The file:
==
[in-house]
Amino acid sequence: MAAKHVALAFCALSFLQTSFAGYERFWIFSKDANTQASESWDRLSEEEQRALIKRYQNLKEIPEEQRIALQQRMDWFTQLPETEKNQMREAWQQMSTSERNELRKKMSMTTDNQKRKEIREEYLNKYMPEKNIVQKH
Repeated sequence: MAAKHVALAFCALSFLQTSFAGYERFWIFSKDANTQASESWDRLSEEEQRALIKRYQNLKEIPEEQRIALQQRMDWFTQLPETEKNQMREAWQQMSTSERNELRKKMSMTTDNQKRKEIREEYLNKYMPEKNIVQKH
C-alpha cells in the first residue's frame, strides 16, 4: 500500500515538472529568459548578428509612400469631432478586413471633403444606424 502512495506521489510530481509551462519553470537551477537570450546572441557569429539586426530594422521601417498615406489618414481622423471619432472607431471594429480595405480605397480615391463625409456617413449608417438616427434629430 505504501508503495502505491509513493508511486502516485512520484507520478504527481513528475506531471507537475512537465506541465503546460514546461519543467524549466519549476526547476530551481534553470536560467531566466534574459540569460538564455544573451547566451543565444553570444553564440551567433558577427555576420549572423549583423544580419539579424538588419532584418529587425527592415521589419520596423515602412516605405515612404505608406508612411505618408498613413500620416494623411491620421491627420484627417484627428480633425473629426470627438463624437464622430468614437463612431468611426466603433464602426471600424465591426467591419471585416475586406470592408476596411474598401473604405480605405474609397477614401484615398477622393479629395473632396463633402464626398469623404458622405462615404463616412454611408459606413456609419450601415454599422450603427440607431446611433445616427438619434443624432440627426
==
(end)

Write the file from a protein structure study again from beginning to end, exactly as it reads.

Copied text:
[in-house]
Amino acid sequence: MAAKHVALAFCALSFLQTSFAGYERFWIFSKDANTQASESWDRLSEEEQRALIKRYQNLKEIPEEQRIALQQRMDWFTQLPETEKNQMREAWQQMSTSERNELRKKMSMTTDNQKRKEIREEYLNKYMPEKNIVQKH
Repeated sequence: MAAKHVALAFCALSFLQTSFAGYERFWIFSKDANTQASESWDRLSEEEQRALIKRYQNLKEIPEEQRIALQQRMDWFTQLPETEKNQMREAWQQMSTSERNELRKKMSMTTDNQKRKEIREEYLNKYMPEKNIVQKH
C-alpha cells in the first residue's frame, strides 16, 4: 500500500515538472529568459548578428509612400469631432478586413471633403444606424 502512495506521489510530481509551462519553470537551477537570450546572441557569429539586426530594422521601417498615406489618414481622423471619432472607431471594429480595405480605397480615391463625409456617413449608417438616427434629430 505504501508503495502505491509513493508511486502516485512520484507520478504527481513528475506531471507537475512537465506541465503546460514546461519543467524549466519549476526547476530551481534553470536560467531566466534574459540569460538564455544573451547566451543565444553570444553564440551567433558577427555576420549572423549583423544580419539579424538588419532584418529587425527592415521589419520596423515602412516605405515612404505608406508612411505618408498613413500620416494623411491620421491627420484627417484627428480633425473629426470627438463624437464622430468614437463612431468611426466603433464602426471600424465591426467591419471585416475586406470592408476596411474598401473604405480605405474609397477614401484615398477622393479629395473632396463633402464626398469623404458622405462615404463616412454611408459606413456609419450601415454599422450603427440607431446611433445616427438619434443624432440627426